Sundew ApS, an innovative bio venture targeting aquatic pests and diseases, received DKK 10 million (€1.34 million) from the Novo Nordisk Foundation’s BioInnovation Institute (BII) and €85,000 from the StartLife incubator in the Netherlands to bring its first product for the treatment of the fish disease “Ich” to market.
Aquatic pests and diseases are a major and growing global problem. As we become more and more reliant on the oceans for food and natural resources, humans have an ever-increasing impact on aquatic ecosystems, ranging from the open seas to groundwater. Preventing, treating and managing water-transmitted pests, parasites, diseases and invasive species is vital for the health and sustainability of our aquatic resources.
In particular, there is an urgent need for effective, affordable and environmentally-benign products that can replace the often toxic and non-biodegradable chemicals that are currently used. Sundew is developing a range of biological technology platforms to enable the creation, optimization and delivery of cost-effective, robust products with small environmental footprints.
Sundew’s most advanced technology was initially developed under the EU Horizon 2020 project, ParaFishControl by scientists at the Dutch Institute of Ecology (NIOO-KNAW) in Wageningen and the Department of Veterinary and Animal Sciences at the University of Copenhagen in Denmark. Sundew has a worldwide, exclusive license to the technology and to sell associated products. “We are delighted to see this investment in tools to tackle aquatic pests and diseases and proud of the role that ParaFishControl research played in helping develop Sundew’s products. It is a great example of talented, multi-disciplinary partners coming together to tackle some of the challenges facing both European and international aquaculture industry,” said Ariadna Sitjà-Bobadilla, ParaFishControl project coordinator.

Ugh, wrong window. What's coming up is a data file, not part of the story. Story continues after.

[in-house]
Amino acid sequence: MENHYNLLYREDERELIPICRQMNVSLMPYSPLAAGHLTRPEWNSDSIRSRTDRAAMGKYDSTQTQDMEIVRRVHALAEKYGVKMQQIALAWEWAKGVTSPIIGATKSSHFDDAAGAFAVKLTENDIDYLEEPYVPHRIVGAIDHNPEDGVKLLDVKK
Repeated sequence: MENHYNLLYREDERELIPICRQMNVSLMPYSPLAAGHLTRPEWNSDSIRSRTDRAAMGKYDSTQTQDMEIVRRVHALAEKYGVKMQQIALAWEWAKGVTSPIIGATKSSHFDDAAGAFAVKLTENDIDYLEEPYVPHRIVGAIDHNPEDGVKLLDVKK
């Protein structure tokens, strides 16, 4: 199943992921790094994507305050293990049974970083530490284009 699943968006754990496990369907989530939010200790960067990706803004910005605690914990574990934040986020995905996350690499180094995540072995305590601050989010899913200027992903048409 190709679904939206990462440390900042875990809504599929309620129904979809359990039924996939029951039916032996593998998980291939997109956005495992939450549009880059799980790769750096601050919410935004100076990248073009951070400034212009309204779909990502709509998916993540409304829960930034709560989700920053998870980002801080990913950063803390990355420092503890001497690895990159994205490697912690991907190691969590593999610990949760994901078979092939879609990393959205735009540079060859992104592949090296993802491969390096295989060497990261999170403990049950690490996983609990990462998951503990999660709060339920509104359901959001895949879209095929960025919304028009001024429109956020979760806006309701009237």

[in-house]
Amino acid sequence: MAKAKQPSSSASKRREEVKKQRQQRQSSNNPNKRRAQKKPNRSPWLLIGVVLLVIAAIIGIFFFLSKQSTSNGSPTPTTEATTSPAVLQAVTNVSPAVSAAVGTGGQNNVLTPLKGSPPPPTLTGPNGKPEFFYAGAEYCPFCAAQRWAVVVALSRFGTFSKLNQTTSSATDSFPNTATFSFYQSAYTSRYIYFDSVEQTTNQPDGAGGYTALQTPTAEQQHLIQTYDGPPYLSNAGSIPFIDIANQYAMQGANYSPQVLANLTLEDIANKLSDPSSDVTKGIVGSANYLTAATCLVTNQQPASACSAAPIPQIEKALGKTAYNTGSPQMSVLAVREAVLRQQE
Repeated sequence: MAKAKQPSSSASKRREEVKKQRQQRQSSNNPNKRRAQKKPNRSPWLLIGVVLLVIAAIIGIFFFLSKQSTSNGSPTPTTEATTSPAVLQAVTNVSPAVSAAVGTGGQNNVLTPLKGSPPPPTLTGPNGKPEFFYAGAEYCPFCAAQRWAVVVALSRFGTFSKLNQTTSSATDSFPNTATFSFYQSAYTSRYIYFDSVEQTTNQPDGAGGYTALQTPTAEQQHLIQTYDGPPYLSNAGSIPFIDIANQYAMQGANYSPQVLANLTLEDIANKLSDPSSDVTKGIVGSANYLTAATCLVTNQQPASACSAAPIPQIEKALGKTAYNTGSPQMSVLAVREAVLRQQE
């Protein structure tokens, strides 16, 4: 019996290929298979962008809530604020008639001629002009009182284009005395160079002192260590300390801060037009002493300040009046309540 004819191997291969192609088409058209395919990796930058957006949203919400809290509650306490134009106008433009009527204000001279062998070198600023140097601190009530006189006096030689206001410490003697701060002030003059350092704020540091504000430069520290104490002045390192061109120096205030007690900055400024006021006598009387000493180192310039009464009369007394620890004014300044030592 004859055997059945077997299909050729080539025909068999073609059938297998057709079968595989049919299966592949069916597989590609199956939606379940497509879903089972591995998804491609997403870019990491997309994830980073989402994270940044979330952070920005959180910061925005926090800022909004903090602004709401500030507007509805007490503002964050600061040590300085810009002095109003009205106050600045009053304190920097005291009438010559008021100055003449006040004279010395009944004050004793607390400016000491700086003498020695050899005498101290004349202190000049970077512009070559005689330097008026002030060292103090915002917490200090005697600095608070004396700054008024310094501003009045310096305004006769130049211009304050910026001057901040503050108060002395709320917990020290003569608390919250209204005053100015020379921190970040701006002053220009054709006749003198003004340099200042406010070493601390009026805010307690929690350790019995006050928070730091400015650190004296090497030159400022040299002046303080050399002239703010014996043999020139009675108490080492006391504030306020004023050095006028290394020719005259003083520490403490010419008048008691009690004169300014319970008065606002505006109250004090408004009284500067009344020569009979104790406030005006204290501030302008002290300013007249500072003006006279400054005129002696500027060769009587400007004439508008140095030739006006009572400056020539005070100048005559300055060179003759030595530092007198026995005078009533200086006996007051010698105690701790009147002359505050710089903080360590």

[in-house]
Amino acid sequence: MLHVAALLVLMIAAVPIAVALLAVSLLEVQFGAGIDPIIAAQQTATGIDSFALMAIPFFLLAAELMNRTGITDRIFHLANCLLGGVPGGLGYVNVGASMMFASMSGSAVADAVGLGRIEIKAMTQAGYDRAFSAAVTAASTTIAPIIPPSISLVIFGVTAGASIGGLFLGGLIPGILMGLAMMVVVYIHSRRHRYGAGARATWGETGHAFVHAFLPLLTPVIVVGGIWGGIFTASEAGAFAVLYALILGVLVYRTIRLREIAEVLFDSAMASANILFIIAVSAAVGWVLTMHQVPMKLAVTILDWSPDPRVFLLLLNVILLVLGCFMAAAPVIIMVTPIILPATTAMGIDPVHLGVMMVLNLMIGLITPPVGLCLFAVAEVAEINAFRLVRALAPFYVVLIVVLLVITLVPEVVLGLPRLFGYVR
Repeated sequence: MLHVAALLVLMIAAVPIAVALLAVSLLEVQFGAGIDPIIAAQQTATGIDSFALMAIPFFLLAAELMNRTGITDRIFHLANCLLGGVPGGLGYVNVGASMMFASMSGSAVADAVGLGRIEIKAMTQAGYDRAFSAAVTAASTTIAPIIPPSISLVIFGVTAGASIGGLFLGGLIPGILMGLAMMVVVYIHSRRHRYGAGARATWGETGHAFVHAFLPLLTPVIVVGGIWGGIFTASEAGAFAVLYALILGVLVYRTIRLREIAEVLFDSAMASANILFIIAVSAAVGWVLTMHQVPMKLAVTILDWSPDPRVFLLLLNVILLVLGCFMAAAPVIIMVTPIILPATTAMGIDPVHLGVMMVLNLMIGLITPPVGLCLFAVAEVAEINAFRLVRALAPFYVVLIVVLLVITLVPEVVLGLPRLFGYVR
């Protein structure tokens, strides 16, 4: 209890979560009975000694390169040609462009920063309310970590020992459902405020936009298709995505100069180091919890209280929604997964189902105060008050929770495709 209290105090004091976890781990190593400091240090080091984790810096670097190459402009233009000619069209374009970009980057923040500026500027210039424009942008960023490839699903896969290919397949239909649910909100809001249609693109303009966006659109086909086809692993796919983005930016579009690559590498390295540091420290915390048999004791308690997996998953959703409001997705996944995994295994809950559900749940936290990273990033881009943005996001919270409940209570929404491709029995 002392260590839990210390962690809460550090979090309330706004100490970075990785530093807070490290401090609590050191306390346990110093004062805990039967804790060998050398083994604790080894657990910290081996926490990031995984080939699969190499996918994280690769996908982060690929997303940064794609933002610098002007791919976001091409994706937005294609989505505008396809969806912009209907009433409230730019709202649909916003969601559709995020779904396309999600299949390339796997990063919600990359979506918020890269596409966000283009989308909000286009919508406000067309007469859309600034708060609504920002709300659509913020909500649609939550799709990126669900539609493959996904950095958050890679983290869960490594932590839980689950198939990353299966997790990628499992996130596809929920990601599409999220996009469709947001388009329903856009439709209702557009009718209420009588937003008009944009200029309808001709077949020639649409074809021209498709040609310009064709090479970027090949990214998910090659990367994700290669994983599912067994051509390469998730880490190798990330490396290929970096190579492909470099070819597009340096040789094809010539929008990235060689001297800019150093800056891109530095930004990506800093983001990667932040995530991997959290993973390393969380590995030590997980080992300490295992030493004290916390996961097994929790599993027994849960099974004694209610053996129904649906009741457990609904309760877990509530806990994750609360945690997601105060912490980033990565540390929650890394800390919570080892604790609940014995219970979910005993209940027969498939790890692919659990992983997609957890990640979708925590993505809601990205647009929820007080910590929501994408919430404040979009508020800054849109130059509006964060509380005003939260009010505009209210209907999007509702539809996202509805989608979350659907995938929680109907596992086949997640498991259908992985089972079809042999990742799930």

Sundew’s first product addresses outbreaks of “Ich” (lchthyophthirius multifiliis), also known as fish white spot disease. Ich is a parasite that affects freshwater fish, including seven of the eleven most important finfish aquaculture species, such as carp, tilapia and catfish. It also affects many well-known ornamental species that are found in major display and research aquariums, ornamental ponds or are kept as pets. The funding will allow Sundew to bring this product to market for the ornamental sector.
Earlier this year, Sundew was awarded €0.8M from the Danish government’s green fund (GUDP) to develop this same product for use by trout farmers, where Ich is a major seasonal problem.
Neil Goldsmith, chairman of Sundew, said that “this funding will enable Sundew to develop our lead product to market. It is an excellent opportunity to work with two organizations, each outstanding in its area, to build a company of lasting value.”
Christian Brix Tillegreen, senior business developer at BioInnovation Institute, who will be working with the company, said that “Sundew uses biology to tackle pests and diseases that live in water and addresses a huge unmet need in the fast-growing agriculture market, as well as human health and ecological problems. Sundew’s products could help the transformation towards more sustainable industries. I am excited to work with the experienced startup team of founders and experts and look forward to supporting their development towards the market.”